WVU is lifting before it practices, something never done under former coach John Beilein. The players, however, are no longer attempting to build larger amounts of new muscle, but instead fine tune and "athleticize" the offseason addition. The Mountaineers are lifting lighter weights, creating leaner bodies as the preseason progresses, ones that better allow the power gained to be transferred to on-court motion and usage.
"While we are lifting before practice, it's not the same lift as before practice started, it's not the same as out of season," center Jamie Smalligan said. "As long as you are shooting everyday and continue to lift – you won't get sore if you lift everyday, just maybe if you do it once every two weeks – maybe three days a week with light weights and a fast pace to work on athleticism, we will be fine."
A concern was the West Virginia's fine shooting touch would be affected by the lifts, which end just 20 minutes prior to practice. That hasn't happened, as it might have with heavier weights. When the body has lifting significant amounts, though less than a max out, it will sense that objects seem lighter, Thus, more power and energy will be placed into a movement than would normally be utilized for such. When shooting a basketball after heavier lifts, the shot is often off, both in range and laterally. But with the current lifts that emphasize using the strength gained, the shots seem fine, though there have been slight adjustments in the earlier portions of drills.
Players have had to use their legs more, giving the shot an added boost. That lessens as the practice progresses and the muscles begin to return to a more normal feel, with a bit less immediate fatigue. Guard Darris Nichols said despite his added weight, his shot as not been affected at all, and that he has yet to notice it in any other players. The Mountaineers worked entirely on offense during Sunday's practice, which gave players a better opportunity to check on their status after the initial two weeks of drills focused nearly entirely on defense.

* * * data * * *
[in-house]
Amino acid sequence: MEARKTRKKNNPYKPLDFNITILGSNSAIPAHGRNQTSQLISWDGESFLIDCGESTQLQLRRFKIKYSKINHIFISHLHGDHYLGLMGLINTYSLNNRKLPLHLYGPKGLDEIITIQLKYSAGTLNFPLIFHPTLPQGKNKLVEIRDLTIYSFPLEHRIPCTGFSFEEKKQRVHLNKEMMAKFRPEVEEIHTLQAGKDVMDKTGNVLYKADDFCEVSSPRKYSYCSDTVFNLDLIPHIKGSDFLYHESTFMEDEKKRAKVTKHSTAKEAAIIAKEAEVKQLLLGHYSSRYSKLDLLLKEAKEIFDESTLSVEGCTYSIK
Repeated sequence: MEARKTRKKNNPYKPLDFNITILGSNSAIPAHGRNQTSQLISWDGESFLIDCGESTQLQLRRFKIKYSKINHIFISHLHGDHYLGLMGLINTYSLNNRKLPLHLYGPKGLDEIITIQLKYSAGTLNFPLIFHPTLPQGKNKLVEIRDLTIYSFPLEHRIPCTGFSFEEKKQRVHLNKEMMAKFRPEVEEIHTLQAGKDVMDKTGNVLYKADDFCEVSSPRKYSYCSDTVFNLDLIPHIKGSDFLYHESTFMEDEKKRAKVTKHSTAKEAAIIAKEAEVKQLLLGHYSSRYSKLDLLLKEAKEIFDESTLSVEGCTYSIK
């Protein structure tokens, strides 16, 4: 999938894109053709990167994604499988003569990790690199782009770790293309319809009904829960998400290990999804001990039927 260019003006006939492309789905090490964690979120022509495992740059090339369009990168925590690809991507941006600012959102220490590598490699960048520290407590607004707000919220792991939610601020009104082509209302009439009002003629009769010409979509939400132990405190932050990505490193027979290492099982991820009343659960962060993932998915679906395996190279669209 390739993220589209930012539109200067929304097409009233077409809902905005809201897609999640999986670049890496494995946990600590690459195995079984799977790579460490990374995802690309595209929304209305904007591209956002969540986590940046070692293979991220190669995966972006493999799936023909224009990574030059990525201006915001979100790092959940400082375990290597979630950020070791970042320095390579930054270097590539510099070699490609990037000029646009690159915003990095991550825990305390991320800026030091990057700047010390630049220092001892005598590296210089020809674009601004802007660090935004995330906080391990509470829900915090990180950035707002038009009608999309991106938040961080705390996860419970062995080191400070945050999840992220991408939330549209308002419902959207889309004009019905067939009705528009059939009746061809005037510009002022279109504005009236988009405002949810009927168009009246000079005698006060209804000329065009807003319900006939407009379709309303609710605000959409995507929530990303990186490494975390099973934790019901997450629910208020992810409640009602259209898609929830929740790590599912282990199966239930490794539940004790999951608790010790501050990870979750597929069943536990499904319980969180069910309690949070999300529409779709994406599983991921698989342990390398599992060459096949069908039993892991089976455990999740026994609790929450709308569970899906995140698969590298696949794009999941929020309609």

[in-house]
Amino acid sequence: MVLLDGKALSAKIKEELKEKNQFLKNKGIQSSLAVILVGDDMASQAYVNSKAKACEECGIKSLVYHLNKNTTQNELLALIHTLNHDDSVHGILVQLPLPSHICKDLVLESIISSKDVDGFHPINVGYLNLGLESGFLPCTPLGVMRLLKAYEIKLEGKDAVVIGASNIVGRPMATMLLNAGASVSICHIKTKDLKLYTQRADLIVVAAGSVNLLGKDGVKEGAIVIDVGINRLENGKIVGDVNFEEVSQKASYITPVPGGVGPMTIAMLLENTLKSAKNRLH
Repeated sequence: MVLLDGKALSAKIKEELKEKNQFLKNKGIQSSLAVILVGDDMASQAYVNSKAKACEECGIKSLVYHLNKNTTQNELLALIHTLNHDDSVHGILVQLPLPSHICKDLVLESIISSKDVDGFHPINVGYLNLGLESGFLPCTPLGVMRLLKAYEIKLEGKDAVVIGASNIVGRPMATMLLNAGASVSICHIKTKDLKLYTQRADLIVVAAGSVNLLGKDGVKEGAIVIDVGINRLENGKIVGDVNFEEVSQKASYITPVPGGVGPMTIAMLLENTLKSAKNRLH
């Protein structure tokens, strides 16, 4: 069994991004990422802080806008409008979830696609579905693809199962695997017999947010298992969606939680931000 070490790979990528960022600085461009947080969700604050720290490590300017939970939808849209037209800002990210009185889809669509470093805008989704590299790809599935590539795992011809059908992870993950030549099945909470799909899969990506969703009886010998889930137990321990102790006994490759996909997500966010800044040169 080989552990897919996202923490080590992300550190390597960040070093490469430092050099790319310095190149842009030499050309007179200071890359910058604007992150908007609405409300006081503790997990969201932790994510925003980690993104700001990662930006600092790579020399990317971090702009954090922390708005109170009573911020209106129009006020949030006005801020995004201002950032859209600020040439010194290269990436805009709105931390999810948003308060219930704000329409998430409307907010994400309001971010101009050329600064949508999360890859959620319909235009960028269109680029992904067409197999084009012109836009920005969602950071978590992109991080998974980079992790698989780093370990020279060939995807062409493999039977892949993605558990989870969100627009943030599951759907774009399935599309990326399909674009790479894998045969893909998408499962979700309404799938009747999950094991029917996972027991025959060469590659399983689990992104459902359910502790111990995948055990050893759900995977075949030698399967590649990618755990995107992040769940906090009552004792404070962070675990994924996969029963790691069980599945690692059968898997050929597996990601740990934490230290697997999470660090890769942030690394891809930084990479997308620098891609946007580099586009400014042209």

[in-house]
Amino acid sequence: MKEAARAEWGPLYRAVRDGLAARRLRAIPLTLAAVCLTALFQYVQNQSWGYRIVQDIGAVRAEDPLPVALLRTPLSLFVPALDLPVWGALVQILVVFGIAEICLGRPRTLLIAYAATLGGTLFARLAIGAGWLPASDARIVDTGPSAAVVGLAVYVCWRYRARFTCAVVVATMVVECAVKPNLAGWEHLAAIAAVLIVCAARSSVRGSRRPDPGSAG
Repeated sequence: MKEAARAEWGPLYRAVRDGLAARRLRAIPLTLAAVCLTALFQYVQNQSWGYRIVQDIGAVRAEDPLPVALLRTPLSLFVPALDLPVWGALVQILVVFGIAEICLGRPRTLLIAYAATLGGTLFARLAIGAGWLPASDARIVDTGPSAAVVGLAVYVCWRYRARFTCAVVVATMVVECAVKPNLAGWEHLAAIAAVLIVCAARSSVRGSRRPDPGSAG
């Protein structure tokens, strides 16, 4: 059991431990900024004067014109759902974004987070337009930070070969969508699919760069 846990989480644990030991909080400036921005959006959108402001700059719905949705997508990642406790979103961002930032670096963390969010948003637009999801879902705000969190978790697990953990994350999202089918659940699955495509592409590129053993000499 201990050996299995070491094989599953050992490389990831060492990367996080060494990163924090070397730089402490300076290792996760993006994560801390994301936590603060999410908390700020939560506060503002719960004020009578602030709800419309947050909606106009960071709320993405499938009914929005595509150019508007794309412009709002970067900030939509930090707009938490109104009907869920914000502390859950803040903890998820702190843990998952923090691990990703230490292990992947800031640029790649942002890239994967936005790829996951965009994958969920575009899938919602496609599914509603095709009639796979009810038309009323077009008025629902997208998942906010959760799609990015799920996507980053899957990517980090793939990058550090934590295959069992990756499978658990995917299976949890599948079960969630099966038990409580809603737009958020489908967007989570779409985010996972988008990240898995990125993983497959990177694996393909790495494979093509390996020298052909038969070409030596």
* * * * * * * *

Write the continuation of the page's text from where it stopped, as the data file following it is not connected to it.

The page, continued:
"People have different theories, I guess," guard Alex Ruoff said. "I haven't noticed it throwing off my shot. I think that might mess up your shot, if you just get stronger and don't shoot, so I like ending the day with shooting drills. We are lifting really hard. Last season before the start of the year we would sort off wind down. We are still going now."
"This is power transfer, working on using strength gained over the summer and fall and making it more functional," Smalligan said. "They were just trying to kill us everyday, to push our bodies to what they could achieve. We still are, but it's not quite as challenging as well. We have been lifting for a while and shooting for awhile. You have to know when you come out, just like 30 minutes into the game when you are tired, that you have to get more into the shot."
Which is part of first-year head coach Bob Huggins' philosophy. He is draining the players' energy in practice, forcing them to play through fatigue, both cardiovascular and muscular. That simulates a game situation, and, as Smalligan noted, players are learning to adjust, giving shots more lift. West Virginia wasn't often tired in late game situations last season, when it ran a slower-paced offense – the former staff still attempted to gain easy points by running the break, but it wasn't as much of an emphasis – and mainly zone on defense. But now, with the man to man and an opportunistic motion offense that relies on the fast break, fatigue could set in more quickly, which is why Huggins is looking for extra players.
"We put seven of them together (as a unit in the scrimmage) for the first time," Huggins said. "We put the seven guys that kind of know what they are doing. Then we have got to find some other people. I think we have three guards that are all capable of starting. Joe (Mazzulla) and Darris and Alex."